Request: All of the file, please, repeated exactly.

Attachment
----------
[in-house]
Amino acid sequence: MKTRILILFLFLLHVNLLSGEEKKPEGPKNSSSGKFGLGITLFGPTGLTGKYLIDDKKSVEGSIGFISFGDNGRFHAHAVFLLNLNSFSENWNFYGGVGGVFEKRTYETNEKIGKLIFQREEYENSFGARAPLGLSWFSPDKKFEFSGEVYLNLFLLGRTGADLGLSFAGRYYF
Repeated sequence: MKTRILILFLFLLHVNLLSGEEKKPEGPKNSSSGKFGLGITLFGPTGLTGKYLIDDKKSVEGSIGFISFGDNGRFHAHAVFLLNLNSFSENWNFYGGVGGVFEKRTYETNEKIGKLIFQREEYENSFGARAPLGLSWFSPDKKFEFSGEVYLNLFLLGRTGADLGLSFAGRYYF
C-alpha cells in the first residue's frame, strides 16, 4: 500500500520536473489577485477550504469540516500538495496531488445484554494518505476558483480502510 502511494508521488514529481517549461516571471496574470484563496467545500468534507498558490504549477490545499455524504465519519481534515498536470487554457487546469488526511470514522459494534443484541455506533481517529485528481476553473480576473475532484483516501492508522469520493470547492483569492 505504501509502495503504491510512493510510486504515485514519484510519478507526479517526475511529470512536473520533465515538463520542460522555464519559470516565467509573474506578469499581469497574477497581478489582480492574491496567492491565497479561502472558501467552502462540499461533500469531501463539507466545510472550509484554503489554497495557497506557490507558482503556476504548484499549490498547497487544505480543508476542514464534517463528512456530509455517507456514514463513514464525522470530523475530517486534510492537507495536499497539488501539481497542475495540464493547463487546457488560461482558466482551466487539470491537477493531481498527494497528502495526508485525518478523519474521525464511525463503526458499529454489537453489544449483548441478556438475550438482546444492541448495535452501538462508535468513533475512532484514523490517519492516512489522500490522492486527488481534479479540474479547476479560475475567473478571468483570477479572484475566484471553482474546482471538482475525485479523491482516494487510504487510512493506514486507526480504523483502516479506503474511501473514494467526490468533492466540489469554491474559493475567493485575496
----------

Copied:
[in-house]
Amino acid sequence: MKTRILILFLFLLHVNLLSGEEKKPEGPKNSSSGKFGLGITLFGPTGLTGKYLIDDKKSVEGSIGFISFGDNGRFHAHAVFLLNLNSFSENWNFYGGVGGVFEKRTYETNEKIGKLIFQREEYENSFGARAPLGLSWFSPDKKFEFSGEVYLNLFLLGRTGADLGLSFAGRYYF
Repeated sequence: MKTRILILFLFLLHVNLLSGEEKKPEGPKNSSSGKFGLGITLFGPTGLTGKYLIDDKKSVEGSIGFISFGDNGRFHAHAVFLLNLNSFSENWNFYGGVGGVFEKRTYETNEKIGKLIFQREEYENSFGARAPLGLSWFSPDKKFEFSGEVYLNLFLLGRTGADLGLSFAGRYYF
C-alpha cells in the first residue's frame, strides 16, 4: 500500500520536473489577485477550504469540516500538495496531488445484554494518505476558483480502510 502511494508521488514529481517549461516571471496574470484563496467545500468534507498558490504549477490545499455524504465519519481534515498536470487554457487546469488526511470514522459494534443484541455506533481517529485528481476553473480576473475532484483516501492508522469520493470547492483569492 505504501509502495503504491510512493510510486504515485514519484510519478507526479517526475511529470512536473520533465515538463520542460522555464519559470516565467509573474506578469499581469497574477497581478489582480492574491496567492491565497479561502472558501467552502462540499461533500469531501463539507466545510472550509484554503489554497495557497506557490507558482503556476504548484499549490498547497487544505480543508476542514464534517463528512456530509455517507456514514463513514464525522470530523475530517486534510492537507495536499497539488501539481497542475495540464493547463487546457488560461482558466482551466487539470491537477493531481498527494497528502495526508485525518478523519474521525464511525463503526458499529454489537453489544449483548441478556438475550438482546444492541448495535452501538462508535468513533475512532484514523490517519492516512489522500490522492486527488481534479479540474479547476479560475475567473478571468483570477479572484475566484471553482474546482471538482475525485479523491482516494487510504487510512493506514486507526480504523483502516479506503474511501473514494467526490468533492466540489469554491474559493475567493485575496